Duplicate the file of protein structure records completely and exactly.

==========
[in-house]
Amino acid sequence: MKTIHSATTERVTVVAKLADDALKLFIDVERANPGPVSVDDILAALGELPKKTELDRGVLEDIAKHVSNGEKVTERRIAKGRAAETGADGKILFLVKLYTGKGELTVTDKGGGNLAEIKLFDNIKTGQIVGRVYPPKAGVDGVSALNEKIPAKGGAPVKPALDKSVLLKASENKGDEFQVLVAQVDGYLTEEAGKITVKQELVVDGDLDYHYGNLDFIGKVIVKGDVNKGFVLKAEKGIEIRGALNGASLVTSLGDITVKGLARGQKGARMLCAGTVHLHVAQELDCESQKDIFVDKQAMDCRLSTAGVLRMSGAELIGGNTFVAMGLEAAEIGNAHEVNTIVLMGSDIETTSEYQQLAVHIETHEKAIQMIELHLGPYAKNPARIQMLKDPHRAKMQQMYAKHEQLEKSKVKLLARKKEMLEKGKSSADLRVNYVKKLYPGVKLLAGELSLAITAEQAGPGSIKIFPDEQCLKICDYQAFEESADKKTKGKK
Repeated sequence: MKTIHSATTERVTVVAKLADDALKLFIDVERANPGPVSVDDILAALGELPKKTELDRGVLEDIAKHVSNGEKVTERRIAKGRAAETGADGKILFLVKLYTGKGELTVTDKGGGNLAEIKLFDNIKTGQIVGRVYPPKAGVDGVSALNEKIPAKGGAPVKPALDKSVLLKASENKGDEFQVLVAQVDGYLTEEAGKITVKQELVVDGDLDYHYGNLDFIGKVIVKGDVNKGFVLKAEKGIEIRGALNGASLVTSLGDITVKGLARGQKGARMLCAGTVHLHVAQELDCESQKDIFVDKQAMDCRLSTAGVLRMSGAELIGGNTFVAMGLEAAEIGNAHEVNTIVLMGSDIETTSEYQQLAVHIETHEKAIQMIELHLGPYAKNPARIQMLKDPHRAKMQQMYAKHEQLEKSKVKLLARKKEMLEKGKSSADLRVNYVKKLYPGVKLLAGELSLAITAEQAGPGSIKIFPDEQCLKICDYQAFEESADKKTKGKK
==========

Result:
[in-house]
Amino acid sequence: MKTIHSATTERVTVVAKLADDALKLFIDVERANPGPVSVDDILAALGELPKKTELDRGVLEDIAKHVSNGEKVTERRIAKGRAAETGADGKILFLVKLYTGKGELTVTDKGGGNLAEIKLFDNIKTGQIVGRVYPPKAGVDGVSALNEKIPAKGGAPVKPALDKSVLLKASENKGDEFQVLVAQVDGYLTEEAGKITVKQELVVDGDLDYHYGNLDFIGKVIVKGDVNKGFVLKAEKGIEIRGALNGASLVTSLGDITVKGLARGQKGARMLCAGTVHLHVAQELDCESQKDIFVDKQAMDCRLSTAGVLRMSGAELIGGNTFVAMGLEAAEIGNAHEVNTIVLMGSDIETTSEYQQLAVHIETHEKAIQMIELHLGPYAKNPARIQMLKDPHRAKMQQMYAKHEQLEKSKVKLLARKKEMLEKGKSSADLRVNYVKKLYPGVKLLAGELSLAITAEQAGPGSIKIFPDEQCLKICDYQAFEESADKKTKGKK
Repeated sequence: MKTIHSATTERVTVVAKLADDALKLFIDVERANPGPVSVDDILAALGELPKKTELDRGVLEDIAKHVSNGEKVTERRIAKGRAAETGADGKILFLVKLYTGKGELTVTDKGGGNLAEIKLFDNIKTGQIVGRVYPPKAGVDGVSALNEKIPAKGGAPVKPALDKSVLLKASENKGDEFQVLVAQVDGYLTEEAGKITVKQELVVDGDLDYHYGNLDFIGKVIVKGDVNKGFVLKAEKGIEIRGALNGASLVTSLGDITVKGLARGQKGARMLCAGTVHLHVAQELDCESQKDIFVDKQAMDCRLSTAGVLRMSGAELIGGNTFVAMGLEAAEIGNAHEVNTIVLMGSDIETTSEYQQLAVHIETHEKAIQMIELHLGPYAKNPARIQMLKDPHRAKMQQMYAKHEQLEKSKVKLLARKKEMLEKGKSSADLRVNYVKKLYPGVKLLAGELSLAITAEQAGPGSIKIFPDEQCLKICDYQAFEESADKKTKGKK